In this article, you will know the answer to the query “Can Worms Cause Hair Loss In Dogs?“.
Have you recently noticed that your dog is losing hair after having been treated for an infestation of worms?
Despite the fact that it is not impossible, it is highly unlikely that this hair loss is caused by worms.
Let me explain why.
Top Treatments Worms
Having worms in your dog should not cause hair loss by itself.
Worms can cause considerable distress to a dog and its owner, but they do not cause hair loss.
In any event, worms are commonly treated with a variety of medications, so I wondered whether any of them might have any known side effects, such as hair loss.
I just browsed a list of the most popular medications used to treat dogs for worms.
Here are their names:
In veterinary practice, all of these medications have been used successfully for years, and they are all considered to be safe.
However, all medications have the potential for side effects, so I dug deeper to learn about the side effects of each of these drugs.
The only medication known to cause hair loss in dogs out of all of them is fenbendazole.
Itchy skin and hives are described as side effects of this medication, which could lead to hair loss in dogs. However, it is very rare for this medication to cause any side effects.
Any of the other listed drugs have no known side effects that could lead to hair loss in dogs. Aside from seizures, muscle spasms, and excessive drooling, the side effects did not directly lead to hair loss.
The case of moxidectin is interesting. The known side effects of this medicine are panting and muscle tremors in dogs, but excessive grooming and scratching in cats.
What do we mean by worms?
Did you know that dogs are commonly infected with 6 different types of worms? I was unaware of such a wide variety of types myself…
Just thinking about these things makes me disgusted
Let’s go over some of the main points about these worms.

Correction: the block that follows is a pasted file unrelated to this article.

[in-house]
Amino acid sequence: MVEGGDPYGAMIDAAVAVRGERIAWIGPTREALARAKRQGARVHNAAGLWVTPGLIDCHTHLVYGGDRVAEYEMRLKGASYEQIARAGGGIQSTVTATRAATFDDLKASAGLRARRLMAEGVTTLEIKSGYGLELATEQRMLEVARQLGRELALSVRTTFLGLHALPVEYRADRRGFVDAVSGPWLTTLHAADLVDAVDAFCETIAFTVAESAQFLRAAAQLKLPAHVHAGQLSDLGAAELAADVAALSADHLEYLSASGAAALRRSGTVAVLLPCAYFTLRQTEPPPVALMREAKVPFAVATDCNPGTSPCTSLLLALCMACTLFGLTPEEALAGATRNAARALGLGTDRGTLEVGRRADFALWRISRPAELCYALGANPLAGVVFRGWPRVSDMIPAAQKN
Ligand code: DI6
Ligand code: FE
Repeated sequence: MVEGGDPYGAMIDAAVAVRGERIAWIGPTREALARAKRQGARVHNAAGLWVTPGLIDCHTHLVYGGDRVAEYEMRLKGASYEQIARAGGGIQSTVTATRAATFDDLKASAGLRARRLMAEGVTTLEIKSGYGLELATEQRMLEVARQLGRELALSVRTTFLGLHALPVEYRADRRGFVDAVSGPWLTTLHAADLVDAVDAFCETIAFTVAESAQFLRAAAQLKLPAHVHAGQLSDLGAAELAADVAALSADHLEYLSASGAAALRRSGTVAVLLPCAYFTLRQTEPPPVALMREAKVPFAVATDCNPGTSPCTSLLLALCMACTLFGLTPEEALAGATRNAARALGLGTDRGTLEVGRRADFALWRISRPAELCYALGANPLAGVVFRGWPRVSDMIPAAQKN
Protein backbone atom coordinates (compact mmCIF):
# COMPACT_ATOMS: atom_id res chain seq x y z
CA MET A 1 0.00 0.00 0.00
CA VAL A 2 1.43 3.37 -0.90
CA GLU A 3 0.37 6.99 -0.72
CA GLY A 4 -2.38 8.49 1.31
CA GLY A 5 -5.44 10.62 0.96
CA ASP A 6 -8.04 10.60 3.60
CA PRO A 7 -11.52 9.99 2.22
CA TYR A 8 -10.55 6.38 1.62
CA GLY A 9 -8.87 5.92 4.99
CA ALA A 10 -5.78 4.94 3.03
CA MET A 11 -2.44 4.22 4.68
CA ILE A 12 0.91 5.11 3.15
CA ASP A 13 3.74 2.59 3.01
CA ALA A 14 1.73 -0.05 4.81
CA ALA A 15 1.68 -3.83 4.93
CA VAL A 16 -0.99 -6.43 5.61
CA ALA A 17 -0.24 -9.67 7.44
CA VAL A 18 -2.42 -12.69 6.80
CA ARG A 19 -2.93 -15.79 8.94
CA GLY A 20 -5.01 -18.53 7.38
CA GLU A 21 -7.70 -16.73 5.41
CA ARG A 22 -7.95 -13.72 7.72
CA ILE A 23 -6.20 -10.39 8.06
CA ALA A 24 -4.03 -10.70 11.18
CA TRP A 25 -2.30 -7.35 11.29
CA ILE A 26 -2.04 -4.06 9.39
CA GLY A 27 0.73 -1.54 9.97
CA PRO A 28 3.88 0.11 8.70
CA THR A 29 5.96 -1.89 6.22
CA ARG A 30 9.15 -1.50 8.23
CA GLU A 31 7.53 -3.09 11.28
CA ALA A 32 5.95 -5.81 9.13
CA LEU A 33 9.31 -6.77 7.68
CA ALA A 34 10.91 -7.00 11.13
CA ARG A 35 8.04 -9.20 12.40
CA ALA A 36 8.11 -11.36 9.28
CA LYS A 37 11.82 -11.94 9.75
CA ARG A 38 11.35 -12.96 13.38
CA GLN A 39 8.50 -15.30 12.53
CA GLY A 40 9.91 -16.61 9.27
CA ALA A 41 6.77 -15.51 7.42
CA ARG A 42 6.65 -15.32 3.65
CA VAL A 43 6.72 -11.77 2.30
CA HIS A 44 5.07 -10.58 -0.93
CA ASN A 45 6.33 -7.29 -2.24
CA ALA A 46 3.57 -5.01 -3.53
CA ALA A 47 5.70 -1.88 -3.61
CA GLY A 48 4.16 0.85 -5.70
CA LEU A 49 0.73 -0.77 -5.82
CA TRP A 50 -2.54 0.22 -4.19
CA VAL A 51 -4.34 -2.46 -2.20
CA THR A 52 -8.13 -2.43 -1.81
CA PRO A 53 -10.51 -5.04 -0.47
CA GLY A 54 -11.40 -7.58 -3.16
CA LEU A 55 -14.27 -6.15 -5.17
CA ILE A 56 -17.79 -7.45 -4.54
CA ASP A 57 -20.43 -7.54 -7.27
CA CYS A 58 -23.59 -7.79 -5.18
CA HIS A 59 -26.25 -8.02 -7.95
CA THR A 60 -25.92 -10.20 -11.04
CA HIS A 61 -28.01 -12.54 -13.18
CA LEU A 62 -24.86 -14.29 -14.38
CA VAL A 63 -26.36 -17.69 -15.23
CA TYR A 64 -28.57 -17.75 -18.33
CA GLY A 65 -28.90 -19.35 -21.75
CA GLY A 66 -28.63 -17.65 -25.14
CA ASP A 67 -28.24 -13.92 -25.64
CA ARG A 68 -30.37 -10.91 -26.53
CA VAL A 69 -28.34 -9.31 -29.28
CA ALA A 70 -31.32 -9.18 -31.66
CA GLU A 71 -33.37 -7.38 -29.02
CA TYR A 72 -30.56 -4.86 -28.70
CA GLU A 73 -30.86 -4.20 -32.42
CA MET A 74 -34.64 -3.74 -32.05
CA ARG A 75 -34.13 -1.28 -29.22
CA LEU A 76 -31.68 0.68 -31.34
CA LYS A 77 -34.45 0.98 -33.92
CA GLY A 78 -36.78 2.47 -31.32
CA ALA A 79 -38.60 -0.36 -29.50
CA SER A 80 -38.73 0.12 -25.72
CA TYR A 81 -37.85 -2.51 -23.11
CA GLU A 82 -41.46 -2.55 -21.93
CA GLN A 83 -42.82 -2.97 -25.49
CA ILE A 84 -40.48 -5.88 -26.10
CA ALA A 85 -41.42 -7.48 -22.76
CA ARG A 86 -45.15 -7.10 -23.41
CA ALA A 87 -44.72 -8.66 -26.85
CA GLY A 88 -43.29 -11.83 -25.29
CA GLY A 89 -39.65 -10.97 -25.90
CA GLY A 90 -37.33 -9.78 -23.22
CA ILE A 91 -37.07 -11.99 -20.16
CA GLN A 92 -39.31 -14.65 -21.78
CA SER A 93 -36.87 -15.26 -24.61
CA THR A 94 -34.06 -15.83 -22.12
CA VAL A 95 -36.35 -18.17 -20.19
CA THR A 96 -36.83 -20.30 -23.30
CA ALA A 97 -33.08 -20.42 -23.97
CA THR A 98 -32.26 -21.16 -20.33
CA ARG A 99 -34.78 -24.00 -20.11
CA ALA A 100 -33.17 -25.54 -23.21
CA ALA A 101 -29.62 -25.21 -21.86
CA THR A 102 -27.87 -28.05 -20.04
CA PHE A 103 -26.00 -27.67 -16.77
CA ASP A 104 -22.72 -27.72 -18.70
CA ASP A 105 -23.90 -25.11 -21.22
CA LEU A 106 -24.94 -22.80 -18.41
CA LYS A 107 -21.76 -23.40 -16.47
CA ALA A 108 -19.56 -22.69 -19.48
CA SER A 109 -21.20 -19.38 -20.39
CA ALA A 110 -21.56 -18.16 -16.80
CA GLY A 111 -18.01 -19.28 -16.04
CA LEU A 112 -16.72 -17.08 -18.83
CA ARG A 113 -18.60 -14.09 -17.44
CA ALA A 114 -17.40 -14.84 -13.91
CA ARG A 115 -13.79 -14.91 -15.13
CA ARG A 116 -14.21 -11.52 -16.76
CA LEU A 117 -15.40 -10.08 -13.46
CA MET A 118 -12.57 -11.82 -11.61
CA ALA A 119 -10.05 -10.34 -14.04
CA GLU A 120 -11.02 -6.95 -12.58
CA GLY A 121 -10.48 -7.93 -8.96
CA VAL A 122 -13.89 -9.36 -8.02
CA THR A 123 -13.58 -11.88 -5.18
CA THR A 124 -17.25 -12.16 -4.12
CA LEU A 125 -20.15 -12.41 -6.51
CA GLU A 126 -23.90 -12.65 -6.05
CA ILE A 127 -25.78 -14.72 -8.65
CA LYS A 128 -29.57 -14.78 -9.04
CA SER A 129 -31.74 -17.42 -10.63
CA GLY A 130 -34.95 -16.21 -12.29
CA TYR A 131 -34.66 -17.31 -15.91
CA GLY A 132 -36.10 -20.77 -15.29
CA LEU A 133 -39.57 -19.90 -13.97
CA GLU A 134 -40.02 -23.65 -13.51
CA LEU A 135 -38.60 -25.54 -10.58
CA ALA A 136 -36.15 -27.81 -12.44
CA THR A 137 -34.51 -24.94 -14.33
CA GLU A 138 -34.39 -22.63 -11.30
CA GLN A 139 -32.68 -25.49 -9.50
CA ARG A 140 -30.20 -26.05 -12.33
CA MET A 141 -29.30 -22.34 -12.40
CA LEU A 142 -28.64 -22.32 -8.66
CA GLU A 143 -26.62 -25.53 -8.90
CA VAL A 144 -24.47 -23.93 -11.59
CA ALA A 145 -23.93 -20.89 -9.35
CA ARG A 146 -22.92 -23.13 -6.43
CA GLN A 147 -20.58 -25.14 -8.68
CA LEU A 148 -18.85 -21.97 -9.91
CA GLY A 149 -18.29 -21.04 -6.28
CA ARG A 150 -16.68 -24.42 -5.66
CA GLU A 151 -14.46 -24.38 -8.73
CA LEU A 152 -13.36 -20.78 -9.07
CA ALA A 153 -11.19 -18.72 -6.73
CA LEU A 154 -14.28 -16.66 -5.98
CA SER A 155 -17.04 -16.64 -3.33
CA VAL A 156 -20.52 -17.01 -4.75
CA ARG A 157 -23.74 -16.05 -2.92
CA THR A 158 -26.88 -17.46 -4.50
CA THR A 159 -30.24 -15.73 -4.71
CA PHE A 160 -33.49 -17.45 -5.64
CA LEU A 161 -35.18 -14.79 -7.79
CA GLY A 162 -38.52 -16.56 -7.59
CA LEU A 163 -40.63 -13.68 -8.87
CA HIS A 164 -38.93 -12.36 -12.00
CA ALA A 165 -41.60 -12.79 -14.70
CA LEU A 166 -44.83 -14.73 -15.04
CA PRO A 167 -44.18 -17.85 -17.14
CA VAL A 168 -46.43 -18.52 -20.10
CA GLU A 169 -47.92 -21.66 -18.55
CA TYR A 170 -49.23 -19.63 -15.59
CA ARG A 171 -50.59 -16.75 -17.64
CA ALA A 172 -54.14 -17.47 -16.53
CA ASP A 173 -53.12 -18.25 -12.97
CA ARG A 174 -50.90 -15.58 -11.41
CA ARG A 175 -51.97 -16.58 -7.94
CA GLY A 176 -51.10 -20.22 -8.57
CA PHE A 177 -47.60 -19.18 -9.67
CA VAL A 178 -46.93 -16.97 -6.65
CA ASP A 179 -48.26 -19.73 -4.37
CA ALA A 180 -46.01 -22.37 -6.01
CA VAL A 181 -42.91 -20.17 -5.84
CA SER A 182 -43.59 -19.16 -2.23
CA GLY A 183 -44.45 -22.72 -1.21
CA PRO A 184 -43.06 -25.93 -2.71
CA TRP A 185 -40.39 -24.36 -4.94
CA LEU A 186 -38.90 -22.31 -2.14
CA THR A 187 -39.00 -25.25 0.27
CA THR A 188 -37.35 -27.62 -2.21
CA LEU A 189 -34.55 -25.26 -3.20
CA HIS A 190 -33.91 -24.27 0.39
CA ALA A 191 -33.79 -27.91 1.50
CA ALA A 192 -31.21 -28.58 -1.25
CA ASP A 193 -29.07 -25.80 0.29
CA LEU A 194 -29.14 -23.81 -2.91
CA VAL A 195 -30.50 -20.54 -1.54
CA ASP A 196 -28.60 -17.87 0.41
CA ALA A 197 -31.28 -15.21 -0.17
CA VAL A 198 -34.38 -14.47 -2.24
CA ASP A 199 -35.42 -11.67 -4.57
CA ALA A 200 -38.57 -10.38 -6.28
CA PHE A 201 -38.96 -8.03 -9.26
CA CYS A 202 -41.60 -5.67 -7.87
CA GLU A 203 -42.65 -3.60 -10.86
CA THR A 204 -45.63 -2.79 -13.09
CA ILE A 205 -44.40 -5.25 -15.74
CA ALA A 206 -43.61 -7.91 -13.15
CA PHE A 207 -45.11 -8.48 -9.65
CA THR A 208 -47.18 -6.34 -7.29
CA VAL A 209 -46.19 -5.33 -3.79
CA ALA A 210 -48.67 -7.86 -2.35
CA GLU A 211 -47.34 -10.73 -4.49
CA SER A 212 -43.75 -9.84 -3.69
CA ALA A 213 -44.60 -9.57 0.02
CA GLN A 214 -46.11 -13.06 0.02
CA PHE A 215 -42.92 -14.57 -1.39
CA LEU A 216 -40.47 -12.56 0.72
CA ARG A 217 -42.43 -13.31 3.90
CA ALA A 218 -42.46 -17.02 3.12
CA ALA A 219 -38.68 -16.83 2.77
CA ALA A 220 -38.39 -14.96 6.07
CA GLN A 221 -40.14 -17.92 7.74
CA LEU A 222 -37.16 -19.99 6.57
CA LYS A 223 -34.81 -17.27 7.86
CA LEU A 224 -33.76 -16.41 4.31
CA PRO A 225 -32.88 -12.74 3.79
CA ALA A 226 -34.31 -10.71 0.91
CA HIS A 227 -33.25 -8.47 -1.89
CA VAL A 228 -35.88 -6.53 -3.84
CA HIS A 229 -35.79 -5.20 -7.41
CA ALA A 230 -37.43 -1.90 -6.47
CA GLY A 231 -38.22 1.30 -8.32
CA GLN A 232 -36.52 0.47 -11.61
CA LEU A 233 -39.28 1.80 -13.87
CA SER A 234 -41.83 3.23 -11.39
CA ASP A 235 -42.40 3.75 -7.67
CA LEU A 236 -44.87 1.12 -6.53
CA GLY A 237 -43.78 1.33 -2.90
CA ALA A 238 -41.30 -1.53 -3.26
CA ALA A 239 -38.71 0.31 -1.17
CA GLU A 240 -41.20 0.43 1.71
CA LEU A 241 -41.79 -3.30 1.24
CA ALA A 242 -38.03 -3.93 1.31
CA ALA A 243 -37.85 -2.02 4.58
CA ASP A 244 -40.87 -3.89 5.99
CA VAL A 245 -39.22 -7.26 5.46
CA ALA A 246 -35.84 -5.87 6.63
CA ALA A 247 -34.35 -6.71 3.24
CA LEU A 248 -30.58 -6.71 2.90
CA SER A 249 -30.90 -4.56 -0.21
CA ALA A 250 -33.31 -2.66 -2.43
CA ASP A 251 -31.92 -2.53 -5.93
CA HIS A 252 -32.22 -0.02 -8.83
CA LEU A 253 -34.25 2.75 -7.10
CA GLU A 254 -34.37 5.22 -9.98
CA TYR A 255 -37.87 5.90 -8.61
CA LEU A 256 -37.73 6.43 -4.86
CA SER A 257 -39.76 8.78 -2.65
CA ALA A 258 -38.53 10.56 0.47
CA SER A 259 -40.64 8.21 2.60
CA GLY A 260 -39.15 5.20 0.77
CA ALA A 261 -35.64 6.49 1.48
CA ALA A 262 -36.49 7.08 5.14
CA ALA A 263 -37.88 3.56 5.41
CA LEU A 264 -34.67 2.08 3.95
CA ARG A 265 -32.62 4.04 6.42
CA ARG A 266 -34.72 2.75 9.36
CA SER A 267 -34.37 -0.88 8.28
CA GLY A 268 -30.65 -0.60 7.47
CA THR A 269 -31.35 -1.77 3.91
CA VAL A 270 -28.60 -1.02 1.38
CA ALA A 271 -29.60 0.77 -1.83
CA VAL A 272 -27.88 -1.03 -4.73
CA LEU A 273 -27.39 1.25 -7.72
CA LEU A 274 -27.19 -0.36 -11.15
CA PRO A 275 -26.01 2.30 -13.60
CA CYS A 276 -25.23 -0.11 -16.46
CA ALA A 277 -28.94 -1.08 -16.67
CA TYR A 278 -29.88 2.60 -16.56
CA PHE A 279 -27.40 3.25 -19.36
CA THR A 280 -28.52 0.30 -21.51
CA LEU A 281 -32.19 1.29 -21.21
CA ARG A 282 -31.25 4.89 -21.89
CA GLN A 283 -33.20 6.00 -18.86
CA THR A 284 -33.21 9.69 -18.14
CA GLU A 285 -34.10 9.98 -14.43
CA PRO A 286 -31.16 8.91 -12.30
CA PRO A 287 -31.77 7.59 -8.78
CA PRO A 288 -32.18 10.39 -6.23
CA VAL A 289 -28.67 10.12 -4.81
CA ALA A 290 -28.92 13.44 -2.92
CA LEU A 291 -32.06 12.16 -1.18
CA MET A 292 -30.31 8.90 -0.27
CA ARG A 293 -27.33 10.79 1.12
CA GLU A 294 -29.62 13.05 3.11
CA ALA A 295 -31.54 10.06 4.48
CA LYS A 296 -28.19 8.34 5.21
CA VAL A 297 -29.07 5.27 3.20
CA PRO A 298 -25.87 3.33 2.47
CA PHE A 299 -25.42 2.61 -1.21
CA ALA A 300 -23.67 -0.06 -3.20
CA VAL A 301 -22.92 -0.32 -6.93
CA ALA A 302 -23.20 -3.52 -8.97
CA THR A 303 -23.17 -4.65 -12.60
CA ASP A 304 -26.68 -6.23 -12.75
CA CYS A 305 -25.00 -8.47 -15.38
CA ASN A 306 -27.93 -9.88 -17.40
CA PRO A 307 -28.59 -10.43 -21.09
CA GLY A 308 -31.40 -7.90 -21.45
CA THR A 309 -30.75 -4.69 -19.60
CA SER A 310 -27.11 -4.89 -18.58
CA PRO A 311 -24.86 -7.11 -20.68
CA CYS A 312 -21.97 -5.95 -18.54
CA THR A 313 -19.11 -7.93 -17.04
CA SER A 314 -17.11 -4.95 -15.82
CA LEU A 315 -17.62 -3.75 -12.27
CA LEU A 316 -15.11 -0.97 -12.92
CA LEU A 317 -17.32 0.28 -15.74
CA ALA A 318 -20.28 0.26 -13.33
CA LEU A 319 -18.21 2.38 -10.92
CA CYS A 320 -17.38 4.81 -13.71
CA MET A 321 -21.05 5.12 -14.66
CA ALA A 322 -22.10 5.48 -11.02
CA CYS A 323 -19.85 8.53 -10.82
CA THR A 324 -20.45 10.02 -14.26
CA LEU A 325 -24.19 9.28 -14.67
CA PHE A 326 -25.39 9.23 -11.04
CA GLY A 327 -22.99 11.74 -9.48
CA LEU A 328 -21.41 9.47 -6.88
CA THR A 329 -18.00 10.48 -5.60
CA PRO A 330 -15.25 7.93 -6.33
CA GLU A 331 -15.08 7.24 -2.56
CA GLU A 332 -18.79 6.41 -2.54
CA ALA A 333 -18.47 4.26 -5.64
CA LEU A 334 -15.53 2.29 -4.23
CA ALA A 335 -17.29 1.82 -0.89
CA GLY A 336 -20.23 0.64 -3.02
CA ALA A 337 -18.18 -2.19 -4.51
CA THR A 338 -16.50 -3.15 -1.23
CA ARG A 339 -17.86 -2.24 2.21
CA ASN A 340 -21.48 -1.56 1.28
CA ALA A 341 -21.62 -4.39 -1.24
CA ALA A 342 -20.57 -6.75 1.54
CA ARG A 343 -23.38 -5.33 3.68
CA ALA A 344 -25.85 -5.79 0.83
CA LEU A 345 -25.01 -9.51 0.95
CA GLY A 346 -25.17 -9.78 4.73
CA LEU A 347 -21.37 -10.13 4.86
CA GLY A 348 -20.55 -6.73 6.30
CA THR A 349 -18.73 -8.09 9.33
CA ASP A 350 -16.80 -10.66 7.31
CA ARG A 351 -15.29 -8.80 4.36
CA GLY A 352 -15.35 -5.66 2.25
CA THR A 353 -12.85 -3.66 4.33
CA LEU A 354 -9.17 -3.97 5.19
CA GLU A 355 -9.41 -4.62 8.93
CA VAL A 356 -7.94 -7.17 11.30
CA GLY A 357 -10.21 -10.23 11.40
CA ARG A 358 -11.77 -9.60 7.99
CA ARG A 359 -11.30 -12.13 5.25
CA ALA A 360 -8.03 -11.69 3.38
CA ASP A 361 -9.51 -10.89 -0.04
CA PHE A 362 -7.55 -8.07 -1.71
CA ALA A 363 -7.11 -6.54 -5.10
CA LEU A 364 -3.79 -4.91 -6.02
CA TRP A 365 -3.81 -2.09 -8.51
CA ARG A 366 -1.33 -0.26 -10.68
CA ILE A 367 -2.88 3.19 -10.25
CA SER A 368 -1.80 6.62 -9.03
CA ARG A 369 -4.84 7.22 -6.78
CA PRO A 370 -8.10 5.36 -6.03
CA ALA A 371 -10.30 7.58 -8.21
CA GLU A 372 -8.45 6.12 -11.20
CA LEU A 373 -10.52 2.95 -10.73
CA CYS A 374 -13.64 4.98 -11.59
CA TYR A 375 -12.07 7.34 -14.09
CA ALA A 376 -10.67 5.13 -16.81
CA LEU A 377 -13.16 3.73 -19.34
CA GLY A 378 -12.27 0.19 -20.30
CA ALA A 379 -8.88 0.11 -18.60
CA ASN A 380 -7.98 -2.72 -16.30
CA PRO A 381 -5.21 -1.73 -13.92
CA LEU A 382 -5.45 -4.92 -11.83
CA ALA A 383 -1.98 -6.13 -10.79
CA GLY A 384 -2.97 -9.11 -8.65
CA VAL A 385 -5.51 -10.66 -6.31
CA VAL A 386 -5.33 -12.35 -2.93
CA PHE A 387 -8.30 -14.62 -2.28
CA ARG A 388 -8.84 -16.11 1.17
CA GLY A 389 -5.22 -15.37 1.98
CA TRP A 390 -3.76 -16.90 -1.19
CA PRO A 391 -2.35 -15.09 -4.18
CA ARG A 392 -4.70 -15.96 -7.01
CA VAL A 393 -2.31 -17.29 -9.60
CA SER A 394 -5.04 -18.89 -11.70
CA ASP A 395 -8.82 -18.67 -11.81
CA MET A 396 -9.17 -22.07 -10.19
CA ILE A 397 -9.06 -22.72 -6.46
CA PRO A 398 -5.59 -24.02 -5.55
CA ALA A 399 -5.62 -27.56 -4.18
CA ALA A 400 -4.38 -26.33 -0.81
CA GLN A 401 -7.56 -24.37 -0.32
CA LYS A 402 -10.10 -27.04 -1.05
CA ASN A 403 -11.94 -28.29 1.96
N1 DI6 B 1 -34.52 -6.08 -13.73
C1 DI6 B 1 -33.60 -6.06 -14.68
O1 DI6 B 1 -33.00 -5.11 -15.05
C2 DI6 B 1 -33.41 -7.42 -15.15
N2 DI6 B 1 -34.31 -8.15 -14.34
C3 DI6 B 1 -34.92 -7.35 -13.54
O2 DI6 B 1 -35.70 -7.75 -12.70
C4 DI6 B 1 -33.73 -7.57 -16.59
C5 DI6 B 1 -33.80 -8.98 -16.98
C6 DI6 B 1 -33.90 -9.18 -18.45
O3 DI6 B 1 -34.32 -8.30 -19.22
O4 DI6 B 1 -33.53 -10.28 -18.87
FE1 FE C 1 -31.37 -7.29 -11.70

These worms can be passed from dogs to humans, so prevention is extremely important.
The dog’s intestine is home to all but two of these worms. Dogs can get heartworms, which live in their hearts, as well as lungworms, which breed in their lungs.
Among the most common worms are roundworms, which puppies inherit from their mother when they are born.
It is possible for dogs to become infested with many of these worms if they consume wild animals such as rabbits or birds, dead or alive, that become infested with them.
Due to the amount of blood they consume, hookworms can be fatal to puppies.
When they live in a dog’s heart, heartworms are by far the most dangerous type of worm.
Mosquitoes transmit these worms, and they are more prevalent along the Atlantic and Gulf coasts of the United States.
Six common symptoms of worms in dogs?
When examining worms in dogs, there are two difficulties.
The symptoms are not limited to worm infestations. They include weight loss, for instance. Your dog could be suffering from any number of diseases, not just worms if it’s losing weight.
Additionally, the best way to tell if your dog has worms is to see them in their feces, vomit, or on their bottom.
However, you won’t necessarily see worms on your dog if it has them.
It is unlikely you will be able to see any other type of worm in your dog’s stool since it can only be identified by examining a stool sample under a microscope.
Having said all that, here are the six most important signs that your dog has worms.
- Worms in dog’s feces or on dog’s bottom
- Diarrhea and vomiting
- Weight loss
- Swollen stomach
- Abdominal pain
 According to what we have already said, this is your best symptom because a dog with worms will definitely have them.
The symptoms [2, 3], , and  are all physically obvious – you can tell when they are happening just by looking at them. The only thing you don’t know is whether they indicate worms collectively or individually.